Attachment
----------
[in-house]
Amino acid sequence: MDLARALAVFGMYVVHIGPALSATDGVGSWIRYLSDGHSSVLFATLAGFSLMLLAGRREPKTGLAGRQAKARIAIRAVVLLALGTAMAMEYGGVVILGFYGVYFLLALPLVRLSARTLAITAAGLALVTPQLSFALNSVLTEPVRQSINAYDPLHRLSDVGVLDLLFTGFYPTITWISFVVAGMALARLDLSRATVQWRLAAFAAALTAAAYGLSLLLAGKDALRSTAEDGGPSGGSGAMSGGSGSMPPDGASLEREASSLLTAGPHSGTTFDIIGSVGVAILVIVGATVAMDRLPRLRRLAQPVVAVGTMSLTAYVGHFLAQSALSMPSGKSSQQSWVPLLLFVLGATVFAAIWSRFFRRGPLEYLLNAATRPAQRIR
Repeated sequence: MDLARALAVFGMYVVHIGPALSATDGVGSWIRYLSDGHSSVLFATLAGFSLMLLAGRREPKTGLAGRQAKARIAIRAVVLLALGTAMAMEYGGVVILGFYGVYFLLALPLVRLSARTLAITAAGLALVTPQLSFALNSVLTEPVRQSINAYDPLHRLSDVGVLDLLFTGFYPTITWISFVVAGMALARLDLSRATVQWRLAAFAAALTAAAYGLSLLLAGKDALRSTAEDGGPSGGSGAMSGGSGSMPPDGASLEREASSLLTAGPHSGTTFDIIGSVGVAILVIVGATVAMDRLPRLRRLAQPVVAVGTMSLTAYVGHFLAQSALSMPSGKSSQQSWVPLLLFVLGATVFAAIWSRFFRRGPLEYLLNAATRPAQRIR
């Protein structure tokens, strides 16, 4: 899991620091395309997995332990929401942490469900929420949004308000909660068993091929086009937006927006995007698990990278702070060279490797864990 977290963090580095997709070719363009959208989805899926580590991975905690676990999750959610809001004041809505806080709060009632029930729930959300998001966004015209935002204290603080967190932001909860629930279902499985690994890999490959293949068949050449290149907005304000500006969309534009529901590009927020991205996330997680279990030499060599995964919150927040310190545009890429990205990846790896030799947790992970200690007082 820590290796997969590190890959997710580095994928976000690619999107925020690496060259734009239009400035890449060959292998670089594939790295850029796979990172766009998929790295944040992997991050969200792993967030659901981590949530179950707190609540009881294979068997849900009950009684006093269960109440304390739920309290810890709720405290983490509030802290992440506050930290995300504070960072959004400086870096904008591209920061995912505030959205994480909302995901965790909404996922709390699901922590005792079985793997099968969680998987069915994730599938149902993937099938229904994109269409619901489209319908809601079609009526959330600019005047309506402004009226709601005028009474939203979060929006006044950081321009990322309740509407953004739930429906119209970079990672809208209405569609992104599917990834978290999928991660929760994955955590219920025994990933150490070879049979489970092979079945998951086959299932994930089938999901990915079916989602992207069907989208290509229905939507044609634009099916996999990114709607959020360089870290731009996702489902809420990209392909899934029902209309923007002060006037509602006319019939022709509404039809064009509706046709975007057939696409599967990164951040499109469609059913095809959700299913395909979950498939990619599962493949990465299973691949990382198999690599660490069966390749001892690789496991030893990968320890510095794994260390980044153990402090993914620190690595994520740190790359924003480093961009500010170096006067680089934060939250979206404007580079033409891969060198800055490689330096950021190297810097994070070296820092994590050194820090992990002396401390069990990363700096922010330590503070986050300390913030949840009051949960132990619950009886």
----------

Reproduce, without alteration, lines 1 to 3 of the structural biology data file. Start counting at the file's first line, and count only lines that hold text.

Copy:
[in-house]
Amino acid sequence: MDLARALAVFGMYVVHIGPALSATDGVGSWIRYLSDGHSSVLFATLAGFSLMLLAGRREPKTGLAGRQAKARIAIRAVVLLALGTAMAMEYGGVVILGFYGVYFLLALPLVRLSARTLAITAAGLALVTPQLSFALNSVLTEPVRQSINAYDPLHRLSDVGVLDLLFTGFYPTITWISFVVAGMALARLDLSRATVQWRLAAFAAALTAAAYGLSLLLAGKDALRSTAEDGGPSGGSGAMSGGSGSMPPDGASLEREASSLLTAGPHSGTTFDIIGSVGVAILVIVGATVAMDRLPRLRRLAQPVVAVGTMSLTAYVGHFLAQSALSMPSGKSSQQSWVPLLLFVLGATVFAAIWSRFFRRGPLEYLLNAATRPAQRIR
Repeated sequence: MDLARALAVFGMYVVHIGPALSATDGVGSWIRYLSDGHSSVLFATLAGFSLMLLAGRREPKTGLAGRQAKARIAIRAVVLLALGTAMAMEYGGVVILGFYGVYFLLALPLVRLSARTLAITAAGLALVTPQLSFALNSVLTEPVRQSINAYDPLHRLSDVGVLDLLFTGFYPTITWISFVVAGMALARLDLSRATVQWRLAAFAAALTAAAYGLSLLLAGKDALRSTAEDGGPSGGSGAMSGGSGSMPPDGASLEREASSLLTAGPHSGTTFDIIGSVGVAILVIVGATVAMDRLPRLRRLAQPVVAVGTMSLTAYVGHFLAQSALSMPSGKSSQQSWVPLLLFVLGATVFAAIWSRFFRRGPLEYLLNAATRPAQRIR